Marjolijn practice addresses the human desire for knowledge, often focusing on topics where culture intersects with other fields of enquiry. The works themselves can be seen as a form of science fiction; partly based on facts and research but often brought into the realm of fiction, abstraction and speculation.
Informed by research and interdisciplinary collaborations, her working method interweaves and investigates collective narratives in relation to the commons, broadly construed.
That What Makes Us Human makes a critical analogy with a scene in the movie 2001: A Space Odyssey – The Dawn of Man which ends with an incident where one ape kills another with a bone which signifies the ugliness of modern humanity. The ape throws a bone into the air as a sign of victory, after which the audience is directly diverted to an orbiting nuclear satellite in outer space, transitioning millions of years in the future. The bone illustrates mankind’s evolutionary step and the satellite is the futuristic outcome. This scene shows the beginning of the Palaeolithic Era and reveals that, ‘by the usage of tools, man could stop being a victim of the world to become an active element, who has the power of action over nature’.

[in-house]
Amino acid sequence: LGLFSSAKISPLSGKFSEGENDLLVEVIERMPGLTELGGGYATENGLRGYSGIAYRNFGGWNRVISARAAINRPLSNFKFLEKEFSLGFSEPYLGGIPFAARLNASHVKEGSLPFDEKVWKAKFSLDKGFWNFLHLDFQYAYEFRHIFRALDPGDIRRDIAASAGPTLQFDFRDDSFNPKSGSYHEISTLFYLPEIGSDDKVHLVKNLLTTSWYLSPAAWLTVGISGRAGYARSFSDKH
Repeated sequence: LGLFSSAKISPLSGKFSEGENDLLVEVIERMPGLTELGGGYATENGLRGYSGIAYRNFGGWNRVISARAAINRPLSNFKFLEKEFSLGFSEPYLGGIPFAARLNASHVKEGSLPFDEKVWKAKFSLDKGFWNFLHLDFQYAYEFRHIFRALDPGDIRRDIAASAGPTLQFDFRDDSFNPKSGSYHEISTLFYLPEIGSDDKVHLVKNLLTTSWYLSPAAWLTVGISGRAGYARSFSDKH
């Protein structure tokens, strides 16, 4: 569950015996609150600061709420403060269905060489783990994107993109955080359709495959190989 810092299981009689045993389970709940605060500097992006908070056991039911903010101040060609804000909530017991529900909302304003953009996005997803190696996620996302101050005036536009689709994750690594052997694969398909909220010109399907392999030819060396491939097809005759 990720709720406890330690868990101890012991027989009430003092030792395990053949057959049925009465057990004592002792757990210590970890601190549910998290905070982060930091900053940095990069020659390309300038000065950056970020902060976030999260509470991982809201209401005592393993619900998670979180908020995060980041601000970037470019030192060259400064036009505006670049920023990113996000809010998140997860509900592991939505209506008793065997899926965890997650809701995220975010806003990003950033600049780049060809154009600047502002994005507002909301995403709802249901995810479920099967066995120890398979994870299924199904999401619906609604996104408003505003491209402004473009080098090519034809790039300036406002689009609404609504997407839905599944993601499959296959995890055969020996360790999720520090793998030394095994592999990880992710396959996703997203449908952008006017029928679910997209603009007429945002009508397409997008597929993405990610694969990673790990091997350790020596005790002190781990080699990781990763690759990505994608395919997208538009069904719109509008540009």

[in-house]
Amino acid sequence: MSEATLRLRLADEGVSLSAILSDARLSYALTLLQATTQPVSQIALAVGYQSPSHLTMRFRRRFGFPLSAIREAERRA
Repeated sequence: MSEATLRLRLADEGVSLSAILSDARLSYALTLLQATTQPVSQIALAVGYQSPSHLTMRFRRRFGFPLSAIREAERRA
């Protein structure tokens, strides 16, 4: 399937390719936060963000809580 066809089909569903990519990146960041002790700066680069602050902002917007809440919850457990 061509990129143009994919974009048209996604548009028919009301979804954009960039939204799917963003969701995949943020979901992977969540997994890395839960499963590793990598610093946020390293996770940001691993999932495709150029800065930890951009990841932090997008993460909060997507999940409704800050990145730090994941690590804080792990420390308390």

That What Makes Us Human consists of a 3D printed titanium facsimile of a metal meteorite that fell down from space, and is shaped similarly to the flint tools we used at the time of impact around 50.000 years ago. The impact happened at a moment in human history which for a long time has been marked as the period when we became ‘human’ and suddenly more rapidly started to develop modern cognition and behaviour according to some scientific theories.
An hypereaslistic 3D print allows Marjolijn to reproduce and stage a possible moment of the beginning of our humanity.